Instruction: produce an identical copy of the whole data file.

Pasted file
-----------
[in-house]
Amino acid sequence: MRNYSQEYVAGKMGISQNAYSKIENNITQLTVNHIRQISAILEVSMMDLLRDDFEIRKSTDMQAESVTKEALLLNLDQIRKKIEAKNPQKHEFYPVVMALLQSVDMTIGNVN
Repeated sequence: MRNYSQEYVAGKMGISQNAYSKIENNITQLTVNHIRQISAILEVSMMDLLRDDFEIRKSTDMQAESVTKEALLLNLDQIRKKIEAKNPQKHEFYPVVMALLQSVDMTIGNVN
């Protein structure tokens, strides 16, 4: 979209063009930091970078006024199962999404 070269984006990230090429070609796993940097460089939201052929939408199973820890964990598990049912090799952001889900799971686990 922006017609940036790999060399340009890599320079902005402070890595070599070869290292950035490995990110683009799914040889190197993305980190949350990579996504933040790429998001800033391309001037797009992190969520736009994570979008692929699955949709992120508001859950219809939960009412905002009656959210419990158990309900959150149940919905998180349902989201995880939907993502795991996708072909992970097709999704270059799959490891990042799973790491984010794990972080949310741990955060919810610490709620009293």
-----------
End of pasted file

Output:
[in-house]
Amino acid sequence: MRNYSQEYVAGKMGISQNAYSKIENNITQLTVNHIRQISAILEVSMMDLLRDDFEIRKSTDMQAESVTKEALLLNLDQIRKKIEAKNPQKHEFYPVVMALLQSVDMTIGNVN
Repeated sequence: MRNYSQEYVAGKMGISQNAYSKIENNITQLTVNHIRQISAILEVSMMDLLRDDFEIRKSTDMQAESVTKEALLLNLDQIRKKIEAKNPQKHEFYPVVMALLQSVDMTIGNVN
């Protein structure tokens, strides 16, 4: 979209063009930091970078006024199962999404 070269984006990230090429070609796993940097460089939201052929939408199973820890964990598990049912090799952001889900799971686990 922006017609940036790999060399340009890599320079902005402070890595070599070869290292950035490995990110683009799914040889190197993305980190949350990579996504933040790429998001800033391309001037797009992190969520736009994570979008692929699955949709992120508001859950219809939960009412905002009656959210419990158990309900959150149940919905998180349902989201995880939907993502795991996708072909992970097709999704270059799959490891990042799973790491984010794990972080949310741990955060919810610490709620009293």